March 16, 2019, 8:26 pm
The two trillion rupee Employees Provident Fund (EPF), the country’s richest investment fund holding the retirement funds on non-public sector employees, is targeting an early return to the now depressed Colombo Stock Exchange where it has been inactive since 2016, well informed sources said yesterday.
This has been actively pushed by market players and investors who believe that the EPF’s return to the CSE, even in a relatively small way, would help catalyze particularly retail sentiment in the market.
"This has been long talked about with even Central Bank Governor Indrajit Coomaraswamy saying as far back at October last year that the Central Bank which overlooks the EPF was setting up the necessary checks and balances for the fund’s re-entry into the market in a prudent and proper manner," an analyst said.
It has been argued from the time of former governor Nivard Cabraal that opportunities for the EPF to invest in government debt are reducing, with the present governor on record saying that "in the future, the government domestic funding requirement will get lower."
Coomaraswamy estimated the numbers late last year as peaking at Rs. 980 billion and expected this to reduce to Rs. 600 billion this year and to between Rs. 400 to Rs. 500 billion thereafter.
Necessary safeguard like CCTVs, voice recorders etc. are already in place and staff has been trained. The bond scam investigation surfaced alleged links between some EPF staffers and dealers and this has signaled similar risks where stock trading is concerned.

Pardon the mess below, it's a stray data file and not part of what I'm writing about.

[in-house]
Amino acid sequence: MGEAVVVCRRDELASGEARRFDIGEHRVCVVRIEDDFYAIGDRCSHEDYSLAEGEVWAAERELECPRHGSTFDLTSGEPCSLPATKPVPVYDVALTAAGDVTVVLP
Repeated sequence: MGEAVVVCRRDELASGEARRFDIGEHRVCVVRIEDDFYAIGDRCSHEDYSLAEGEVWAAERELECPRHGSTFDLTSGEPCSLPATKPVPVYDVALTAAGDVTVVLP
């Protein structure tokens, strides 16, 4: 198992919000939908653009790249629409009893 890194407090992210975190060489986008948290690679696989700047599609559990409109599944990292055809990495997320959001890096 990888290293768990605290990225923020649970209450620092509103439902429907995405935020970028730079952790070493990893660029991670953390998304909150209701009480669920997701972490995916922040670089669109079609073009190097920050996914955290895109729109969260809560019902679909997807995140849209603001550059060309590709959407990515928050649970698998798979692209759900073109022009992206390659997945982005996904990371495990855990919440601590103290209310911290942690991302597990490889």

Stockbrokers say that the fences that have been built are protection against corruption. "They are terrified and don’t want to do anything," one broker said.
Analysts say that the role of the EPF is not to help the stock market but to maximize returns for its own members. It has been pointed out that the present depressed market conditions provide buying opportunities and the possibility of future capital gains.
Governor Commaraswamy is one record saying several weeks ago that there are buying opportunities in the stock market due to what he then called "a fire sale of corporate Sri Lanka at the moment."
The situation has sharply deteriorated since his remarks at the October Monetary Policy briefing last year.
"The governor has been talking of the EPF coming into the market but not said when," a big market player said. "It’s now been a long time and nothing has happened,"
There has been a sharp outflow of foreign funds from the CSE this year with nearly Rs. 6 billion going out up to now against an outflow of Rs. 27.5 billion last year. This compared with an inflow of Rs. 17.65 billion in 2017.
The EPF has about 2.5% of its investment portfolio in listed shares but is unlikely to go above 5% the governor has said.
There has been no major acquisition of shares by the EPF since the present government came into office in 2015. But in 2016 during the tenure of Arjuna Mahendran as Governor of the Central Bank, there was selling of blue chips from its portfolio to raise funds to make part refunds of EPF holdings of members’ funds for housing purposes.
The EPF was holding Rs. 10.8 billion in private (unlisted) equity investments made between the previous regime’s tenure between 2010 and 2015. These include buying equity of SriLankan Airlines as has emerged in the current Commission of Inquiry proceedings SriLankan.
Large EPF investments in unlisted equity include Rs. 5 billion in Canvil Holdings, Rs. 2.9 billion in West Coast Company, Rs. one billion in SriLankan Catering, Rs. 500 million in SriLankan Airlines, Rs. 495 million in Cargills Bank, Rs. 450 million in Weligama Hotel Properties, Rs. 350 million in Jetwing Symphony (since listed) and lso in Fitch Ratings.